TC's guidelines and principles of life #22: "You get what you tolerate." A couple weeks ago, I read 'Boundaries for Leaders' by Henry Cloud. He said that leaders get what they build or what they allow.
It reminded me of how Walter Isaacson portrayed Steve Jobs in the eponymous biography he wrote of Jobs: that Jobs was ruthless about saying no to projects which were not in the framework of what he wanted to accomplish.
Isaacson spoke of how, when Jobs returned to Apple following his exile, he listened to a meeting where multiple projects were described to him before he cut everyone off and told them that, from that moment forward, Apple only made 4 products: Pro desktop, Consumer desktop, Pro laptop, and Consumer laptop.
Steve said no to anything else until they added mobile devices (iPod, iPhone, iPad) later on.
Apple made 4 devices, and they made them better than anyone else (I'm not an apple fanboy, and I say this point is not really up for debate).
Steve would not tolerate anything less than excellent, and he would not tolerate unnecessary competition between the teams at Apple. Everyone worked for the same goal.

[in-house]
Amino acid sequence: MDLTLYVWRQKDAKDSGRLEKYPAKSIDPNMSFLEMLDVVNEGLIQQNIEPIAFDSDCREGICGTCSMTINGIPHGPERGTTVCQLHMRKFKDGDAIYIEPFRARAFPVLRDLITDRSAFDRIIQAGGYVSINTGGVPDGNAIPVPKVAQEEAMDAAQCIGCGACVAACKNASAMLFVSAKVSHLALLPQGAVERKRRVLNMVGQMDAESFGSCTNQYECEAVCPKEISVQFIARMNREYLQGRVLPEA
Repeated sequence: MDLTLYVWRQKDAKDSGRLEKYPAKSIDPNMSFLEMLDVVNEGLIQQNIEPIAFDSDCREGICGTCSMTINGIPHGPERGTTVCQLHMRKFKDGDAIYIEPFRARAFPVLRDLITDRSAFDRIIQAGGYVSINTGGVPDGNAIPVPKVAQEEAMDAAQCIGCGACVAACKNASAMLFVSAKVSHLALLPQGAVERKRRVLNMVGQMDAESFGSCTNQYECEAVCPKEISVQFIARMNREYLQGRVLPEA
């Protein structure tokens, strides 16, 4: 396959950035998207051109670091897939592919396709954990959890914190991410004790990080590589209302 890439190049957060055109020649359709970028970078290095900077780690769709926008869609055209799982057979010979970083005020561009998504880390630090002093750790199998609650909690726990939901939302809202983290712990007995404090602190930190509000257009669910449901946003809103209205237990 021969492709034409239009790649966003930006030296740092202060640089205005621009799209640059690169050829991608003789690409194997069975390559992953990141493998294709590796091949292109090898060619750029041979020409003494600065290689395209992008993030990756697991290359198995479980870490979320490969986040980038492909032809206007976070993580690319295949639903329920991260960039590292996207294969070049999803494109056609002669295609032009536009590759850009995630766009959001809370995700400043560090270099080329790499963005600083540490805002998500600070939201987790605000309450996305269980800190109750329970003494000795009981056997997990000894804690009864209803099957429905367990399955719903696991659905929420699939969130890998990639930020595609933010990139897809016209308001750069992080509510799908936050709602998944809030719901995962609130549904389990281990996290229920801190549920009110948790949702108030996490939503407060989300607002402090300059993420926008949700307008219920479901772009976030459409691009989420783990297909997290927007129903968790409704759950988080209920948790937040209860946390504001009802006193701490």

Coach Mike Krzyzewski spoke at an event a couple years ago about how he leads multi millionaire superstar basketball players when he coaches the olympic team. He said he doesn't give them rules to follow.
Instead, he gathers them together and asks them, together, to create the standards that he will hold the team to.
His job was not to tolerate anything less than the standards the players give. An example he included was that they would never have a bad practice.
Calling a team, or organization, or even ourselves to our highest ability is hard. We naturally seek the path of least resistance.
Only if we make the choice not to tolerate such things are we able to accomplish our highest aims.
What we say 'no' to is equally important to the things we say 'yes' to.
And we should probably say 'no' more often than we say 'yes' if we are to have the life, team or group we want.
35@35 is a blog series by Thomas Christianson which involves 35 blog posts in 2014 on 35 things he has learned at the age of 35.